Judgement of Paris (mosaic)

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The Judgment of Paris (from the Atrium House triclinium in Antioch-on-the-Orontes (Turkey).) Note that this extract excludes the mosaic's elaborate floral frame.

The Judgement of Paris is the theme of a mosaic from the early second century AD, discovered in 1932 in Antioch.[1] It is one of the most important mosaics from the ancient city, which was located a short distance from the site of modern Antakya (Antioch). The mosaic is normally housed in Paris at the Louvre (Ma 3443), although it has been known to go on tour.[1] In 2007 it was scheduled to feature in an itinerant exhibition of important pieces that the Louvre organised in the United States.[2]

The mosaic is square in shape. The sides are 1,860 mm (73 in) long. Originally it was part of a large floor mosaic featuring five different images. It formed the floor of the dining room in a large atrium house. The Judgement of Paris was the central and largest image, with two others on each side. The other four are housed in other museums as follows:[1]

The mosaic depicts the Judgement of Paris, one in a series of incidents which led to the Trojan War. Paris is shown seated in the middle of the scene, where he is required to determine which of the three goddesses, Hera, Athena or Aphrodite, is the most beautiful. The goddesses stand to the right. Over on the left Hermes watches: above him Psyche looks on from a rock, while on the right side, above and behind the divine contestants, Eros looks down from the top of an appropriately positioned pillar. The composition is framed with a rich floral pattern in which vine leaves feature prominently.[2]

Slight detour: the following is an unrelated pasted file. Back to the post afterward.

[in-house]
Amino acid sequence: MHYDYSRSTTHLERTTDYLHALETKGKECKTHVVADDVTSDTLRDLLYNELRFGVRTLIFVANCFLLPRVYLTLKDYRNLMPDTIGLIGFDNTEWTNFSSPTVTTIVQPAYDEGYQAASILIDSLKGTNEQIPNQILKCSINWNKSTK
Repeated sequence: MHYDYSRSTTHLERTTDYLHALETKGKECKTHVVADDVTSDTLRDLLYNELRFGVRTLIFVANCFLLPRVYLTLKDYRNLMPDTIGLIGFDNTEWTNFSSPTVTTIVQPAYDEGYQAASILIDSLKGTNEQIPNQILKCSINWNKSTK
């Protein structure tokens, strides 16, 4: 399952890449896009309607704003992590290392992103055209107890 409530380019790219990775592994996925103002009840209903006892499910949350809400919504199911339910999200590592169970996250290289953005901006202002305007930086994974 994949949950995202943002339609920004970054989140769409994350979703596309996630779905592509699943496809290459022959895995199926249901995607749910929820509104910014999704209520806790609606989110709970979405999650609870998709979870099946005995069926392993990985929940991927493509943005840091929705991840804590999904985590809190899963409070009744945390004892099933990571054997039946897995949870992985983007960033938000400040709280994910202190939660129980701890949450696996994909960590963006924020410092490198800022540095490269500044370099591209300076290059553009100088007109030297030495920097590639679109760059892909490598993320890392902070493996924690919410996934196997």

The archeologist-scholar Doro Levi saw a certain impressionistic effect in the work, especially in respect of the interplay between the light and the shadows. "The Judgment of Paris" was a popular theme in antiquity. Around six examples have been identified among the wall paintings at Pompeii. Only two other surviving mosaic depictions have been found, however. These are on Kos and at Casariche in Spain.[3]


  1. ^ a b c "Mosaic of the Judgment of Paris". Department of Greek, Etruscan, and Roman Antiquities: Roman Art. Musée du Louvre, Paris. Retrieved 23 June 2016.
  2. ^ a b ACRM-MAPA (June 2006). "Exposition du 24 juin au 15 octobre 2006" (PDF). Musée départemental Arles antique. Retrieved 23 June 2016.
  3. ^ "Mosaico Juicio de Paris". Ayuntamiento de Casariche (Sevilla). Retrieved 23 June 2016.